From community events to short term rentals and realities about opioids, housing affordability and homelessness, as well as film crews and a cultural hub proposal, there was no shortage of news in Agassiz, Harrison, and surrounding communities this year. In the days leading up to New Year 2020, the Observer is taking a look back at some of these headlines and more.
Harrison could be home to a new civic and cultural hub, if a grant application put forward by the village goes through.
On Jan. 7, Harrison council voted to submit a funding application of up to $4 million in order to solve what CAO Madeline McDonald called “pretty serious limitations” to the current village office.
The office, which is in the historic MacPherson House, was donated to the village in 1979 and went through a number renovations in an attempt to make municipal operations fit in the building.
At the time of the grant application, the CAO and infrastructure manager were working out of a Britco trailer in the office parking lot; the staff lunch room and storage spaces had been transformed into offices. Archived files had been moved to commercial storage in Agassiz, and the only meeting space was in the council chamber.
“Unfortunately, I have staff that are bending down, pulling out files — I’m putting it as nice as I can — with somebody in the washroom,” Mayor Leo Facio said during council. “I don’t think that’s a very healthy environment to be in.”
When the Investing in Canada Infrastructure program was announced by the provincial and federal governments in 2018, the village saw an opportunity to create a new space for administrative and public use.
The proposed multi-purpose civic building would have a “public gathering space,” which would include a washroom and kitchenette, as well as room for “cultural sharing” with the Sts’ailes First Nations and pop up heritage exhibits from the Agassiz-Harrison Museum.
The building would also have the council chambers, which would moonlight as a theatre space. The second floor of the building would be reserved for administrative staff space. The roof would be made of solar panels, to power the building and return extra electricity to the grid.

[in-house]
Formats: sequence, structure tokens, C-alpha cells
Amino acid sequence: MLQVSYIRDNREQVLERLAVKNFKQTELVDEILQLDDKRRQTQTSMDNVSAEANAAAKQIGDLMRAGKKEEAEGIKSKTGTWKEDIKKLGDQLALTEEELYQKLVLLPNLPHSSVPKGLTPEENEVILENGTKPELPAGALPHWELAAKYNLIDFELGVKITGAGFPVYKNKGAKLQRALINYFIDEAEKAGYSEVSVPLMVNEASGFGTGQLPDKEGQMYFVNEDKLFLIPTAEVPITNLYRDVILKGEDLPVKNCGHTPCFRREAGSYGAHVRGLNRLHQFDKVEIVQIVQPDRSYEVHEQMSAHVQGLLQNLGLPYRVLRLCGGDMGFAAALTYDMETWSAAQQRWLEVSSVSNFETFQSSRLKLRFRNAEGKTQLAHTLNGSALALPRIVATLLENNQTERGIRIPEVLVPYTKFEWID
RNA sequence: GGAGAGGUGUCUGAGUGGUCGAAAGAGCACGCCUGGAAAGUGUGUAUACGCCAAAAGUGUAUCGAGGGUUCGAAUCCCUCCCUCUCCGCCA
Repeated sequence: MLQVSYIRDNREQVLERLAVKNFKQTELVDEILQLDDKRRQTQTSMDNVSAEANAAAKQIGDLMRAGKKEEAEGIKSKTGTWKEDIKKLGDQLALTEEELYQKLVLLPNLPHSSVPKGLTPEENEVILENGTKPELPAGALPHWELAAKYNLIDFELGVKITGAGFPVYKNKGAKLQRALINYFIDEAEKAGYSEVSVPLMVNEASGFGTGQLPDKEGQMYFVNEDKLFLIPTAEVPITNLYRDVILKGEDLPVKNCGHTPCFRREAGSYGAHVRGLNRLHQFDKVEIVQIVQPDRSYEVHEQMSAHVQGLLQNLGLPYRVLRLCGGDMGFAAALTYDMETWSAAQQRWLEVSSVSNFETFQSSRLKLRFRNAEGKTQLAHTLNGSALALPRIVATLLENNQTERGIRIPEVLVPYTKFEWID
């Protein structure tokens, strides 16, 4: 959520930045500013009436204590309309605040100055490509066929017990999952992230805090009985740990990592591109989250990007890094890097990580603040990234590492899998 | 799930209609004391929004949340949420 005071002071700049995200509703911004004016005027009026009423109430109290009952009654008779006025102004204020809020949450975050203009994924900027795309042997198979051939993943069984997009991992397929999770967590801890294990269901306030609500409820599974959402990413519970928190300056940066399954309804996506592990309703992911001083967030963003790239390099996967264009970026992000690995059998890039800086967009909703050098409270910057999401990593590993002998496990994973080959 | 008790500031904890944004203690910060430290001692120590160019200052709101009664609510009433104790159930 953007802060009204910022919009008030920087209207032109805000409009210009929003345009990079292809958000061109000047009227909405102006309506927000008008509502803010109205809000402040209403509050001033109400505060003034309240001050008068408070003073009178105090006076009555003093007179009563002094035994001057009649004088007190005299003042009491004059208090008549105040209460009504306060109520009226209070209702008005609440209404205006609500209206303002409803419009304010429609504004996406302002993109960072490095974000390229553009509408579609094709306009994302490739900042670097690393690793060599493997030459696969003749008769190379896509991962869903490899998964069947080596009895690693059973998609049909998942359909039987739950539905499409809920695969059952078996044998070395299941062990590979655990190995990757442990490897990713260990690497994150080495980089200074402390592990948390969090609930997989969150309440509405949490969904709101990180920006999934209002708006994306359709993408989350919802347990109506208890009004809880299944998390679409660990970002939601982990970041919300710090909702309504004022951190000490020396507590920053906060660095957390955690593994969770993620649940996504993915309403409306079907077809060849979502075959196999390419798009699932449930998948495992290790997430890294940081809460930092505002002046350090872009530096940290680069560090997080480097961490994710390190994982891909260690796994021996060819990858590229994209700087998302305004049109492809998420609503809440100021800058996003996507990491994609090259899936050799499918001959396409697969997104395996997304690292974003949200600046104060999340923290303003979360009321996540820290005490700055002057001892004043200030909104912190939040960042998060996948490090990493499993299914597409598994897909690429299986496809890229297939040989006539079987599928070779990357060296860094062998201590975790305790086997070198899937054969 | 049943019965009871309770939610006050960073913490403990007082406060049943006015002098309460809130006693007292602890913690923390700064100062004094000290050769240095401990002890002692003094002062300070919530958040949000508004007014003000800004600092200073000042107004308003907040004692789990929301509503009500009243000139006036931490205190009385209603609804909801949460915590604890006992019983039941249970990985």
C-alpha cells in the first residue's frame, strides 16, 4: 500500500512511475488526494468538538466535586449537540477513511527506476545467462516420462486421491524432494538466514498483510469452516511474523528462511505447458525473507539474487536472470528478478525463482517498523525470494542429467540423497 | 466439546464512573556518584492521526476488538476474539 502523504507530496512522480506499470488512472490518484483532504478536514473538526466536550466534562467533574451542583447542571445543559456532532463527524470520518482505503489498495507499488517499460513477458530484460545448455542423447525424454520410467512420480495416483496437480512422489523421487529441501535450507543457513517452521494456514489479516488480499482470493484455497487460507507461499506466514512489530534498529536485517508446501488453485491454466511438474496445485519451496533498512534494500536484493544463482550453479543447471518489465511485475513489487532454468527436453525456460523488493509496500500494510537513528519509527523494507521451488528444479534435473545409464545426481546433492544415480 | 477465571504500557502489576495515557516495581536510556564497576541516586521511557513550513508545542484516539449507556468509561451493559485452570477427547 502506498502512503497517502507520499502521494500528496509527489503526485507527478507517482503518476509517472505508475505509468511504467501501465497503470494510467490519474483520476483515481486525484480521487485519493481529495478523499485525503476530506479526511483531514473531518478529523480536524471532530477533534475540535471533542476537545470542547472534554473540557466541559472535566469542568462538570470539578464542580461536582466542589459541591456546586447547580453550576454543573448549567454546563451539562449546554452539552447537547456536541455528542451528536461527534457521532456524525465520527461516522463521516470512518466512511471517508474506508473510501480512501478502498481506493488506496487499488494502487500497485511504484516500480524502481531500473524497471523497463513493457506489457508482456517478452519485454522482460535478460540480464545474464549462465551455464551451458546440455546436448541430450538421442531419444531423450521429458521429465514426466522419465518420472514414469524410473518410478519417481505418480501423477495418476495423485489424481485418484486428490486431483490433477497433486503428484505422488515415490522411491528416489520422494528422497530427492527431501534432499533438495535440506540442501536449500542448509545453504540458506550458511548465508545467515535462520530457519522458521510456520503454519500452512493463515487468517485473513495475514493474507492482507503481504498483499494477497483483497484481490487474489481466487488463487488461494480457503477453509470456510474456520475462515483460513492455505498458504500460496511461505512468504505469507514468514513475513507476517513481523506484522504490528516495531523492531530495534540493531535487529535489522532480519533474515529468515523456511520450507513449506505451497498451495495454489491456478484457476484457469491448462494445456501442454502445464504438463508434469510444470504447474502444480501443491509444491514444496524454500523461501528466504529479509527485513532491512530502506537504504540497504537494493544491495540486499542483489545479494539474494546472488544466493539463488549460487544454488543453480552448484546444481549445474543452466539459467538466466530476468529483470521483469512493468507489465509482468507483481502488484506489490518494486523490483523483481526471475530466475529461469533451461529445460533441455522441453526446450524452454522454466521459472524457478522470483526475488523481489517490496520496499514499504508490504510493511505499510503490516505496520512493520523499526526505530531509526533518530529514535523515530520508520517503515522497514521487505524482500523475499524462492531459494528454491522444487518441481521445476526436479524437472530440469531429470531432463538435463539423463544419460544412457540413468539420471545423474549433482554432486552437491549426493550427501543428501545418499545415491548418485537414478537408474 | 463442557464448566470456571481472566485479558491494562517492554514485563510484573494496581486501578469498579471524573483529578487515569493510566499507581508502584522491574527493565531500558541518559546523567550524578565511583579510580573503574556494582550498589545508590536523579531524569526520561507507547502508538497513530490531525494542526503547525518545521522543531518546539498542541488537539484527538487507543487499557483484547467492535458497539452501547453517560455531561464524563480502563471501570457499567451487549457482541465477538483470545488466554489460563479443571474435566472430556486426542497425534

Facio was also advocating for a roof garden on the second floor of the building, although that wasn’t included in the plans.
The cultural spaces in the building were what made Harrison’s application eligible for the Investing in Canada Infrastructure program, as the fund can only be used for community, cultural or recreational spaces — not civic ones.
McDonald said staff had spoken with provincial staff in the Department of Municipal Affairs and said the application would be okay to go forward if the village separated out the parts of the project that were dedicated for municipal use.
“It would be a very cost effective way to create a building where we could realize administrative office space that works for the village, while providing a new community amenity,” McDonald said.
The ratio of administrative offices and public spaces already was causing some consternation in the community. Harrison resident Marg Doman spoke out during the question period in council Monday, saying there wasn’t enough space for the people.
“I’m a little bit disappointed,” she said. “The majority of it is for council offices and the chamber.”
“I would really, really, sincerely appreciate if you could look at it again, use the money wisely and make sure you look to the future, not just to have a garden upstairs,” she added.
After some back and forth between Doman and Facio on whether there was enough cultural space, and whether a roof garden was the best use of resources, councillor Gerry Palmer chimed in.
“I share your concern about making sure there’s amble public and gathering space,” he said to Doman. “I think you can be comfortable that we’re all going to be looking at that very carefully.”
Minor changes to the conceptual drawings were possible, McDonald said, so long as the total project cost remained within the budget submitted with the application.
The project was expected to cost around $4.8 million, with about $1 million being ineligible for grant funding as the costs relate to the administrative parts of the building.
If the application is successful, provincial and federal governments will pay up to 73 per cent of the eligible cost, leaving Harrison with a total $2 million bill.
This is something the village could pay for out of its surplus, McDonald said, so long as the village sold off municipal land to repay those funds at a later time.
Possible lots that could be sold included portions of the overflow parking next to the village office (495 Hot Springs Road).
Councillor Ray Hooper worried that selling those lots could create parking problems for nearby residents, as visitors leave their vehicles in front of homes instead of in the lot.
“The way the village has developed at the moment … people who use the car park will now be parking in residential areas, which will cause a problem,” he said. “What I don’t want to see is a knock on affect to the residents with inappropriate parking.”
Although Facio said the village had dedicated land at the end of Lillooet Street that would be cleared for parking, that did not convince Hooper the problem wouldn’t arise. Hooper still voted in favour of submitting the application, despite his parking concerns.
If the application is accepted, the new centre would be built next to the current administrative building. The MacPherson House would then be made available to other organizations in the community.